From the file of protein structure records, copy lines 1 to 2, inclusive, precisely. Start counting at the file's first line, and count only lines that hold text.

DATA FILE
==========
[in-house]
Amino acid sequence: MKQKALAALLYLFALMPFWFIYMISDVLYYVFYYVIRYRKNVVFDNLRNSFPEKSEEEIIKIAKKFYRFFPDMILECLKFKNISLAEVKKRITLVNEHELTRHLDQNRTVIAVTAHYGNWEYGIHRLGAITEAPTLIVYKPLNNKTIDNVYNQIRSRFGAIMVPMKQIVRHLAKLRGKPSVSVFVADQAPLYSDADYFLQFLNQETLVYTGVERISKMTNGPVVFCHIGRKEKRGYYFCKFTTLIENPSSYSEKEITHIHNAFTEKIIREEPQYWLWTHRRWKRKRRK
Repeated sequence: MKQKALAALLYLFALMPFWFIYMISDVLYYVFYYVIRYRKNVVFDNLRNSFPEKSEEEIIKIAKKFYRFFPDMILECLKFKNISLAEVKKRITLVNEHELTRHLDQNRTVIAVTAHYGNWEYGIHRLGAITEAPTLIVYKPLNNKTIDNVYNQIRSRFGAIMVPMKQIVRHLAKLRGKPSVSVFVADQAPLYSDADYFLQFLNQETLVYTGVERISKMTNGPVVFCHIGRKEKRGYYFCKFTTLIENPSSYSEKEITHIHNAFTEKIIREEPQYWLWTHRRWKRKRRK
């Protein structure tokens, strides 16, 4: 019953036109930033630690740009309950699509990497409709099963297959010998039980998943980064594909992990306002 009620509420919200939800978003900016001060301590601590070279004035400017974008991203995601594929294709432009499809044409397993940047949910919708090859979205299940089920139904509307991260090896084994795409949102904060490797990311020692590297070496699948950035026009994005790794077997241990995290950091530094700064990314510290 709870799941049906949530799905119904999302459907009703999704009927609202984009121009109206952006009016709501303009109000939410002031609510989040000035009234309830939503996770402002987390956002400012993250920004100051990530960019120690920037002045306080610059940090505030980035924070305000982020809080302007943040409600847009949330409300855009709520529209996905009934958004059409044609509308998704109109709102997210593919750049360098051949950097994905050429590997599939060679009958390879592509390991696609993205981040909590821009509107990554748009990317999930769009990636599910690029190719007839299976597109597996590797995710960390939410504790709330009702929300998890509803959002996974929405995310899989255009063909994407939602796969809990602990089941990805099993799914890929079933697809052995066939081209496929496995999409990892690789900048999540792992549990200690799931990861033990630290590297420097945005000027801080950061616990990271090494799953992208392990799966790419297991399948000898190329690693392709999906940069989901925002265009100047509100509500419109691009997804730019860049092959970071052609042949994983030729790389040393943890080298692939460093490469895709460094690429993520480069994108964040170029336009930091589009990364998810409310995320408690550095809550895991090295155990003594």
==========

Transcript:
[in-house]
Amino acid sequence: MKQKALAALLYLFALMPFWFIYMISDVLYYVFYYVIRYRKNVVFDNLRNSFPEKSEEEIIKIAKKFYRFFPDMILECLKFKNISLAEVKKRITLVNEHELTRHLDQNRTVIAVTAHYGNWEYGIHRLGAITEAPTLIVYKPLNNKTIDNVYNQIRSRFGAIMVPMKQIVRHLAKLRGKPSVSVFVADQAPLYSDADYFLQFLNQETLVYTGVERISKMTNGPVVFCHIGRKEKRGYYFCKFTTLIENPSSYSEKEITHIHNAFTEKIIREEPQYWLWTHRRWKRKRRK